Coach Frank Leahy coached the Irish from 1941-1953. In that time, Notre Dame finished five seasons undefeated and won four national championships. Leahy coached three different Heisman winners and finished with the second-highest winning percentage (.864) of any college coach in history.
Notre Dame did not officially win the championship in 1953 though it finished undefeated. After winning four titles in the 1940s, Notre Dame did not win the championship until 1966. They again were the nation’s best team in 1973, which earned coach Ara Parseghian his second national title with the Irish.
Modern Era: 1970s
By the 1970s, the Irish were a perennial powerhouse that had one of the largest following in all of sports. In 1977, the Irish won their 10th national title, this time under coach Dan Devine. The Fighting Irish were the New York Yankees of college football — people either loved them or hated them because they were consistently good. “Notre Dame does not recruit, they gather” is a famous quote about the popularity of the Fighting Irish.
Lou Holtz: 1988, Notre Dame’s Last National Championship
Lou Holtz was named as the head coach of the Fighting Irish in 1986. Holtz found success during his tenure finishing with a record of 100-30-2. He led Notre Dame into the modern area of football. Holtz led the Irish to its last undefeated (12-0) season and national championship in 1988. In 1990 NBC bought the rights for $35 million to broadcast Notre Dame’s football games for five years. The exclusive rights to Notre Dame football was thought of as the Casa Blanca of the sports broadcast world.
Holtz retired in 1996 and the Fighting Irish struggled to find the right man for the job for nearly twenty years. Notre Dame was still playing in prime-time games against top opponents from around the country. However, the turn of the century provided the Irish with some mediocre seasons that included lopsided losses to rivals such as USC and Michigan State.
President Donald Trump awarded former Notre Dame football coach Lou Holtz the Presidential Medal of Freedom, the highest civilian honor the president can award. https://t.co/Z0nsXt4yHX
— USA TODAY Sports (@usatodaysports) December 3, 2020
The Bottom: 2007
It felt like a 20-year decline since the Irish’s national championship season in 1988. That came to head in the 2007 season. Notre Dame finished the 2007 campaign with some of the worst losses in school history and a record of 3-9 – most losses in a year. Charlie Weis was the coach of the Irish during their darkest days and he was let go following the 2009 season.
Coach Brian Kelly: Recent Irish Football
Brian Kelly became the 31st head coach of the Fighting Irish on Dec. 10, 2009. Kelly who is currently the coach of the Irish has been successful for the most part. He has appeared in one national title game (2012) and in one College Football Playoff game — the Irish lost both. Kelly has brought Notre Dame back into contention with their fourth season in a row with nine wins or more.
The (9-0) Fighting Irish are currently ranked No. 2 and have a statement win over the Clemson Tigers. Notre Dame seems to be the country’s best chance to take down Alabama and Clemson. They both have appeared in four-of-the-six College Football Playoffs National Championship games. The problem for Kelly and the Irish is that some of the worst losses in their biggest games of the past decade have come against Alabama and Clemson (2012 BCS National Title, 2018 CFP semifinal).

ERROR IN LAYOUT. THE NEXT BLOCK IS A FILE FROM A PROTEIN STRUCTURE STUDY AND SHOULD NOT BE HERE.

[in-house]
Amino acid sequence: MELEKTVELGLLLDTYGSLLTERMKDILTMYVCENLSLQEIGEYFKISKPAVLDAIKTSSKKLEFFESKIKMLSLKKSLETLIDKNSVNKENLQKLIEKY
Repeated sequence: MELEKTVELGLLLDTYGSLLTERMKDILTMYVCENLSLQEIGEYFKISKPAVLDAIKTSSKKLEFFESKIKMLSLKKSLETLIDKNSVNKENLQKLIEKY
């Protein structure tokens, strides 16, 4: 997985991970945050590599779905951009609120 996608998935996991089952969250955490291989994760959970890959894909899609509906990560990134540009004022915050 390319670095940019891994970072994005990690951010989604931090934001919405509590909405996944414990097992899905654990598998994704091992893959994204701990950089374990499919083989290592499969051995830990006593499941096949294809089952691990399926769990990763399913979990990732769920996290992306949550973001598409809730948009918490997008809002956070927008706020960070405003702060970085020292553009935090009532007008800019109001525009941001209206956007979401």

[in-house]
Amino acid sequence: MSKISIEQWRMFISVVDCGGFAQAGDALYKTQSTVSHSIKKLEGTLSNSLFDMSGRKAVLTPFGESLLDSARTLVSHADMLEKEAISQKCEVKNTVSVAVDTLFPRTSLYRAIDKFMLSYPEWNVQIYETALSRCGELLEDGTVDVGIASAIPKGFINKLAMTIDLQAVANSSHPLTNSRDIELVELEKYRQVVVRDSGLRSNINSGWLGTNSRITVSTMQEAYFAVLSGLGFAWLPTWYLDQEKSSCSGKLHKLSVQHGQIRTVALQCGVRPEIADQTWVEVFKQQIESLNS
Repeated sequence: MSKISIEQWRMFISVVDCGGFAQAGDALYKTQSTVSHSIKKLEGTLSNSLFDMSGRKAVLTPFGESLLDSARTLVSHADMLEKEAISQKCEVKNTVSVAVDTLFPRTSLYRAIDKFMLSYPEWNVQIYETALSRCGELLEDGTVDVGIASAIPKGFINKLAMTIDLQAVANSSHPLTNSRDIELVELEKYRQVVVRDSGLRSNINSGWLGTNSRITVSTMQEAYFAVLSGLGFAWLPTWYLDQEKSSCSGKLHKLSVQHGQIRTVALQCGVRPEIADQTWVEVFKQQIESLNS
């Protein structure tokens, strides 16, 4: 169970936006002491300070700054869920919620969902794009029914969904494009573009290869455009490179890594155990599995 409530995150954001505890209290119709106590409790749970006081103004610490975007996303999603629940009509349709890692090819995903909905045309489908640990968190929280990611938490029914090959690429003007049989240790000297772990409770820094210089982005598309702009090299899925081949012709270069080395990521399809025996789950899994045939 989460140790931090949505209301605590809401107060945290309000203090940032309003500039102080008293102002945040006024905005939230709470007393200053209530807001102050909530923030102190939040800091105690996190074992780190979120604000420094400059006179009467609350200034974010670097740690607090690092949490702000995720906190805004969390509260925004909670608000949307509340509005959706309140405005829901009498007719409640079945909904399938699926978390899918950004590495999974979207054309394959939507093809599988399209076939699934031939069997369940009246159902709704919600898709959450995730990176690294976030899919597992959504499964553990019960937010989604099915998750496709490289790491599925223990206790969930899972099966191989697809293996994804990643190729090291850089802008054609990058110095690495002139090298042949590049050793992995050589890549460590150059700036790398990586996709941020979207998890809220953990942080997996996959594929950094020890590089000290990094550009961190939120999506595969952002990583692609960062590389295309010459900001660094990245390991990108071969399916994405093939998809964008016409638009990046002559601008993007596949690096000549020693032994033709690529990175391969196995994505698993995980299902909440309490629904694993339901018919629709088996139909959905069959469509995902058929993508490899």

For the first time in 67 years, and only the third time since Notre Dame Stadium's opening in 1930, the Fighting Irish will host a football game in December.
How about that for some history?https://t.co/weLK5ORn0K
— BlueandGold.com (@BGInews) December 1, 2020
‘Time’s are a Changin”
If you are not an Alabama or Clemson football fan then you are probably ready for someone else to be in the CFP. I will say, I have enjoyed watching some of Nick Saban’s and Dabo Swinney’s teams dominate the past decade-plus, but I am ready to see some diversity at the top of the standings.
College football needs desperately, now more than ever, for it’s white knights to come riding in wearing their shiny gold helmets. They need them to restore some sort of balance at the top. With a possible rematch with Clemson in the ACC-Championship, the Fighting Irish have a chance to win the ACC the first year that they are fully part of the conference. That, and keep the Clemson Tigers out of the CFP.
College football could benefit from a championship game that does not consist of Alabama and Clemson. The Notre Dame Fighting Irish are the team that can make that happen this year. Kelly and his staff may need to take college football to a new height to achieve this, which is exactly what their predecessors did for so many decades before them. Have a look at the online NCAAF betting odds.
Fighting Irish on Top
In many ways, there is a similar love/hate type of attitude that occurs around the nation that happens when the Lakers win the NBA Championship. Or the New York Yankees are able to win an MLB Championship – to when the Fighting Irish are on top of the college football world. And when such historic organizations are on top, there is an order that is restored in the sport. The leagues profit kindly.
Unlike most colleges whose fan base is near their school, the Fighting Irish have fans around the globe. There is no better team for the job of dethroning Alabama and Clemson this year and possibly for years to come, than the Fighting Irish. They will need to “Play Like a Champion” when their time comes to prove they are the nation’s best team. Notre Dame is college football’s hero who can save the game from the tyranny of the schools down South.
wild that brian kelly will have passed knute rockne when they’re awarding ND the CFP trophy this year https://t.co/8TderAWUed
— Ricky Gard (@rickygard) November 28, 2020